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Distribution of White supremacist propaganda surged in 2020, ADL says




There were 5,125 documented cases of racist, anti-Semitic and anti-LGBTQ flyers, stickers, banners and posters distributed in the US: an average of 14 incidents per day and almost double the 2,724 cases recorded in 2019, according to the ADL.

The ADL began publishing its data on the distribution of white supremacist propaganda in 2016.

Much of the propaganda “presents an overwhelming language of the veiled white supremacist with a patriotic inclination” in an effort to normalize the hatred of the white supremacist and strengthen recruitment, while simultaneously targeting minorities, the ADL.

Part of the material is explicit, invoking Adolf Hitler or Nazis. One states that “Hitler was right” while another flyer says “You don’t love,” where the enamored O contains a swastika while the word hate contains a Jewish star of David. Others pleaded “Reject White’s guilt,” “Open borders is the virus,” and one says “Black Crimes Matter,” an odious Black Lives Matter movement.

“Hate propaganda is a proven tactic for white supremacists, and this activity on the ground is now superior to what we recorded earlier,” said Jonathan Greenblatt, CEO of the ADL.

The ADL attributed the growth in activity to several factors. Experts who monitor extremism often report an increase in rhetoric and hate incidents during especially polarizing election years.

“These white supremacists who not only feel enthusiastic and daring in this environment, I would say they feel energized because you have elected officials at the highest levels, repeating their rhetoric, spreading their scapegoats and stereotypes,” Greenblatt told Kate Bolduan of CNN.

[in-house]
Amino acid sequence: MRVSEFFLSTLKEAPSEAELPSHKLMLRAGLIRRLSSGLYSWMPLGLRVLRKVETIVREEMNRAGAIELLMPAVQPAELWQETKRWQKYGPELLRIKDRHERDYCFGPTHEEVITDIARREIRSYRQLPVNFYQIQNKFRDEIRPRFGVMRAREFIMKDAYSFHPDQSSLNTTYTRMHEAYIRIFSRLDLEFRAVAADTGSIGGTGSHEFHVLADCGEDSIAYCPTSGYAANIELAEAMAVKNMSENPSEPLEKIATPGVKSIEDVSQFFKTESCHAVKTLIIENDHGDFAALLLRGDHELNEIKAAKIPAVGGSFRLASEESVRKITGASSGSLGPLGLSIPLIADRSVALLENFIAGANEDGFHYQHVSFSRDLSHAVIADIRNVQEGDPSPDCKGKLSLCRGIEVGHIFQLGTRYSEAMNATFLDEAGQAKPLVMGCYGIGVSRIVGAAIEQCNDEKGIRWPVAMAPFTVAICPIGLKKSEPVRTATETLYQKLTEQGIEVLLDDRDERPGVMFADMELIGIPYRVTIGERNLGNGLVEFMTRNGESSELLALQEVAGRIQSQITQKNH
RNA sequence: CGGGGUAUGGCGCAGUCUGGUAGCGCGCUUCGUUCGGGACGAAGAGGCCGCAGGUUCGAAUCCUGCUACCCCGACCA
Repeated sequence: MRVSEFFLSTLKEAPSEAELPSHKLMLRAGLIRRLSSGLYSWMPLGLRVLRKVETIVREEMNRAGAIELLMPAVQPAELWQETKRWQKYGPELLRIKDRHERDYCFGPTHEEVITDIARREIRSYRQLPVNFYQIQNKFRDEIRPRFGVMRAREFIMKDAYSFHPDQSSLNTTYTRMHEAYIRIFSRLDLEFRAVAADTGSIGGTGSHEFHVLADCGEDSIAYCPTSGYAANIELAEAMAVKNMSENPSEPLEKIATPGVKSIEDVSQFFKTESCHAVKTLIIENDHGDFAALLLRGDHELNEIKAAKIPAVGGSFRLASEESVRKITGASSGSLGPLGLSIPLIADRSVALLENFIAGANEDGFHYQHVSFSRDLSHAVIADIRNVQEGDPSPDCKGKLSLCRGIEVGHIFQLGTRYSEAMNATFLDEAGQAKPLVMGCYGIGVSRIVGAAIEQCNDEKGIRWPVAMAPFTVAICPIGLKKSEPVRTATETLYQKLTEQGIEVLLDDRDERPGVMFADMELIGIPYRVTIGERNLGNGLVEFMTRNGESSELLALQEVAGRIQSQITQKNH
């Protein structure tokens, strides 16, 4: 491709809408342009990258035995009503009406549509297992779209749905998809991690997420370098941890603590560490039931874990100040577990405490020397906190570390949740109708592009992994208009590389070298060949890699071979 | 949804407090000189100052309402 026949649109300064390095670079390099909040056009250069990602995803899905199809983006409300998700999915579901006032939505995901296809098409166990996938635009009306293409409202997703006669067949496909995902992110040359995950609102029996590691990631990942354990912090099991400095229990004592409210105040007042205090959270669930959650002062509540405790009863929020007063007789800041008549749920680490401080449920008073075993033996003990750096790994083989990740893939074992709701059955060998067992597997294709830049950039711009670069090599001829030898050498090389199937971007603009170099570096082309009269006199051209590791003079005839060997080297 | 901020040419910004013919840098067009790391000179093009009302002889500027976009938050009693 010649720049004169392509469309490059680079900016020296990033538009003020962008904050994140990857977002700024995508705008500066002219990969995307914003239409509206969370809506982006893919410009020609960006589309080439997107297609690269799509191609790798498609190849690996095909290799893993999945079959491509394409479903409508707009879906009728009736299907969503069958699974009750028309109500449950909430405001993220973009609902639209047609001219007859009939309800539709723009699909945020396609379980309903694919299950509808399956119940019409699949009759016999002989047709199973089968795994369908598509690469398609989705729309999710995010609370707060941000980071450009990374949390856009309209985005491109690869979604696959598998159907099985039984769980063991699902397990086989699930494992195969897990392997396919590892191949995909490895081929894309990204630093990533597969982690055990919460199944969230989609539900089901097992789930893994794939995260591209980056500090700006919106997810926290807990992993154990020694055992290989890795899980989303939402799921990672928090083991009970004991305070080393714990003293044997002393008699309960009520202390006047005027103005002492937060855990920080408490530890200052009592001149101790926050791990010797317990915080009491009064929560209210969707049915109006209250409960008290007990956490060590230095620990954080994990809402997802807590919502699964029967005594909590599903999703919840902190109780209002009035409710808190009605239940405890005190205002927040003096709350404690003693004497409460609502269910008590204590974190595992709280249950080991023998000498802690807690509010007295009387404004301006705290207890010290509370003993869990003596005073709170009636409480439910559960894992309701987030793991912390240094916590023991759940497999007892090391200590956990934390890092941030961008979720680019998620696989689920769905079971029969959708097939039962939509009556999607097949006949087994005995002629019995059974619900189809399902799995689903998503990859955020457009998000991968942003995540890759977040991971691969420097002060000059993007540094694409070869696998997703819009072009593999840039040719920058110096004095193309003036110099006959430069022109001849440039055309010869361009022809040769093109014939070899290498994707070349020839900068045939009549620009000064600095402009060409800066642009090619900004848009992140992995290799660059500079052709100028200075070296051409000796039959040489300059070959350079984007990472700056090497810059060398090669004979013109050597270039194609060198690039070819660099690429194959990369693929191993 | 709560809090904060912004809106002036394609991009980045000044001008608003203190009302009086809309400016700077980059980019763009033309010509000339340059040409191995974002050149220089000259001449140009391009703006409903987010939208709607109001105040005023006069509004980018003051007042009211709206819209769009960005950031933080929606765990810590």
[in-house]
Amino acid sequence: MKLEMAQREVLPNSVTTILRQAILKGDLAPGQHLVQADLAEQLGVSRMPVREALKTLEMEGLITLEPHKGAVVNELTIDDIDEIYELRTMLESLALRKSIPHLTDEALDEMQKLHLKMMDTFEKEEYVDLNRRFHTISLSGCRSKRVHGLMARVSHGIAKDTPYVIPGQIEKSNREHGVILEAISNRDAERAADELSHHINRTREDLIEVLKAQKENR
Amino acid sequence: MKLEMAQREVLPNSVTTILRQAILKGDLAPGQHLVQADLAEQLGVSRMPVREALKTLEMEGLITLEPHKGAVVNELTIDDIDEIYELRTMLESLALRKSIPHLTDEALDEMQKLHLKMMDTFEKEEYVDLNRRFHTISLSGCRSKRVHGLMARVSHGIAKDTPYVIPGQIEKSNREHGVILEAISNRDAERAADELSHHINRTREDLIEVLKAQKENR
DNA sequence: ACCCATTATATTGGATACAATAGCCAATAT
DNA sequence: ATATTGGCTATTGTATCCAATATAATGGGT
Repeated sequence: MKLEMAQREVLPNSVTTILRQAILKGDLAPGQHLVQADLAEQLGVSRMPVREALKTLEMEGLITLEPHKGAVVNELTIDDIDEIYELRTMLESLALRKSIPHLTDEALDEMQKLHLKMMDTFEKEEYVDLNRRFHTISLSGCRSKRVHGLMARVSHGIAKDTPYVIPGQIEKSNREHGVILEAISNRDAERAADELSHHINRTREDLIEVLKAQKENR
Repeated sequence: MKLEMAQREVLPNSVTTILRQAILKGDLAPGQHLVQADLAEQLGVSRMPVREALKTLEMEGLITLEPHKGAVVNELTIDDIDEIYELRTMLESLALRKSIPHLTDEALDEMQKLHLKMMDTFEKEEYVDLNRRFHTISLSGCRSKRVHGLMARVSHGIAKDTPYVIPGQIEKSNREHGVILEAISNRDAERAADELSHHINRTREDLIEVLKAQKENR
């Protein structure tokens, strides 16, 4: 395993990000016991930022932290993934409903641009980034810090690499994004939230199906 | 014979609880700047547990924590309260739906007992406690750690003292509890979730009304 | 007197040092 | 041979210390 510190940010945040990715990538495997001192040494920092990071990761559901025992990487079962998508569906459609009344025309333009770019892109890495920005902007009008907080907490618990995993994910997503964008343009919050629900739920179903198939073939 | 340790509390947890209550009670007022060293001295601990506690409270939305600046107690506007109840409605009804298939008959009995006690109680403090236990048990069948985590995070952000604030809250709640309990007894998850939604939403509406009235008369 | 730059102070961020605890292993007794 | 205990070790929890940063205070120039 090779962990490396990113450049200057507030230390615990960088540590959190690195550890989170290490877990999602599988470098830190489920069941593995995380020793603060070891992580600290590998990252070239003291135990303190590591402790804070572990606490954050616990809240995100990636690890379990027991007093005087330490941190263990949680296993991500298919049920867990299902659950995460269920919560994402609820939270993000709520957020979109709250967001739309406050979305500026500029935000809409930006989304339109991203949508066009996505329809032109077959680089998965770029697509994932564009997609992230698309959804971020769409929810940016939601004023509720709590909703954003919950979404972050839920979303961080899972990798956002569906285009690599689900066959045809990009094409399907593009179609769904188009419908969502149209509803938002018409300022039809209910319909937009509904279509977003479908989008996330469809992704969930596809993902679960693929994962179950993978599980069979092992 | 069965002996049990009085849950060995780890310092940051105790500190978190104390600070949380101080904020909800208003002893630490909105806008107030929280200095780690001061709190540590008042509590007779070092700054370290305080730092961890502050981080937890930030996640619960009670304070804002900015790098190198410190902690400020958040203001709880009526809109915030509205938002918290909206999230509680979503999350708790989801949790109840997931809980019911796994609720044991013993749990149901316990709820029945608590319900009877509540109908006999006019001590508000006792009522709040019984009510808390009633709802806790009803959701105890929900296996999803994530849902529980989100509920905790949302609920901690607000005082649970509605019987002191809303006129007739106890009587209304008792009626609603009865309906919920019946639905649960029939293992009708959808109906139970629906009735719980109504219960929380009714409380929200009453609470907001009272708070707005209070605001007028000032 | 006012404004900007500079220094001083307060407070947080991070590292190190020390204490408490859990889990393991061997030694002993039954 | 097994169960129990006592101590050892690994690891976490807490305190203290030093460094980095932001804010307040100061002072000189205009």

Activity increased despite blockages due to the coronavirus pandemic last year and in some cases because of it. The pandemic “generated online conspiracy theories and encouraged some far-right national extremists to take more public action,” the ADL said.

“White supremacists seem more excited than ever and the election year, the pandemic and other factors may have given these extremists an extra breath,” Greenblatt said.

The report includes details on the groups responsible for the propaganda and where the groups are located:

  • At least 40 white supremacist groups distributed propaganda. But the ADL said 92% were spread over three groups: Patriot Front, el New Jersey European Heritage Association i Nationalist Social Club. Patriot Front was also responsible for most incidents in 2019, according to the ADL.
  • The propaganda was distributed to all states except Hawaii. The highest levels were observed in Texas, where the Patriot Front is located, followed by Washington, California, New Jersey, New York, Massachusetts, Virginia, and Pennsylvania.
  • Propaganda incidents on college campuses were halved, but the ADL believes some of that could be due to the pandemic and the lack of students on campus.
  • In 2020, the ADL recorded 283 incidents that included anti-Semitic language or were specifically targeted at Jewish institutions, a 68% increase in incidents compared to 2019.